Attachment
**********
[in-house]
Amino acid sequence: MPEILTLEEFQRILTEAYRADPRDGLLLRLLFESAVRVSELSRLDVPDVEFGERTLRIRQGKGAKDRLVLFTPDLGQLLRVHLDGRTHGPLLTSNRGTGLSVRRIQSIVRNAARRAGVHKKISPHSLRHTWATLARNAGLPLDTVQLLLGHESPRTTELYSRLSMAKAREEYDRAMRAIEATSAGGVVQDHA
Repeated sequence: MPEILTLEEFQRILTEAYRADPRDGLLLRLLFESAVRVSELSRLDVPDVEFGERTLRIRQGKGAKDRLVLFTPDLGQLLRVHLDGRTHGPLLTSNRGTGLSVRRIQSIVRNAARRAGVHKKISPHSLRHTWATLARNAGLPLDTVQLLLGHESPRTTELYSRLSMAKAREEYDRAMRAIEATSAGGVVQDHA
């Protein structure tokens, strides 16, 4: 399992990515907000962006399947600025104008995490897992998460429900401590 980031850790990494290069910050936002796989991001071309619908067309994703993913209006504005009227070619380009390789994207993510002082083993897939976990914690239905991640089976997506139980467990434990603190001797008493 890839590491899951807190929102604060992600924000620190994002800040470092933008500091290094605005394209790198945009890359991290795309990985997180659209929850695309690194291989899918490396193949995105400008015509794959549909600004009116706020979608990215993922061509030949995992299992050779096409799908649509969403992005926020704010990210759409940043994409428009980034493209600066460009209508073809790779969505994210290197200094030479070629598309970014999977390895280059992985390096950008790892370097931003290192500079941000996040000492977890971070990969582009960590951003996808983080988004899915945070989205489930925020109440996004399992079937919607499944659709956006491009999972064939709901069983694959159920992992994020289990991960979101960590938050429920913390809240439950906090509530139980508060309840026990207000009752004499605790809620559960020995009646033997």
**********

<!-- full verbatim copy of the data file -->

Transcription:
[in-house]
Amino acid sequence: MPEILTLEEFQRILTEAYRADPRDGLLLRLLFESAVRVSELSRLDVPDVEFGERTLRIRQGKGAKDRLVLFTPDLGQLLRVHLDGRTHGPLLTSNRGTGLSVRRIQSIVRNAARRAGVHKKISPHSLRHTWATLARNAGLPLDTVQLLLGHESPRTTELYSRLSMAKAREEYDRAMRAIEATSAGGVVQDHA
Repeated sequence: MPEILTLEEFQRILTEAYRADPRDGLLLRLLFESAVRVSELSRLDVPDVEFGERTLRIRQGKGAKDRLVLFTPDLGQLLRVHLDGRTHGPLLTSNRGTGLSVRRIQSIVRNAARRAGVHKKISPHSLRHTWATLARNAGLPLDTVQLLLGHESPRTTELYSRLSMAKAREEYDRAMRAIEATSAGGVVQDHA
């Protein structure tokens, strides 16, 4: 399992990515907000962006399947600025104008995490897992998460429900401590 980031850790990494290069910050936002796989991001071309619908067309994703993913209006504005009227070619380009390789994207993510002082083993897939976990914690239905991640089976997506139980467990434990603190001797008493 890839590491899951807190929102604060992600924000620190994002800040470092933008500091290094605005394209790198945009890359991290795309990985997180659209929850695309690194291989899918490396193949995105400008015509794959549909600004009116706020979608990215993922061509030949995992299992050779096409799908649509969403992005926020704010990210759409940043994409428009980034493209600066460009209508073809790779969505994210290197200094030479070629598309970014999977390895280059992985390096950008790892370097931003290192500079941000996040000492977890971070990969582009960590951003996808983080988004899915945070989205489930925020109440996004399992079937919607499944659709956006491009999972064939709901069983694959159920992992994020289990991960979101960590938050429920913390809240439950906090509530139980508060309840026990207000009752004499605790809620559960020995009646033997």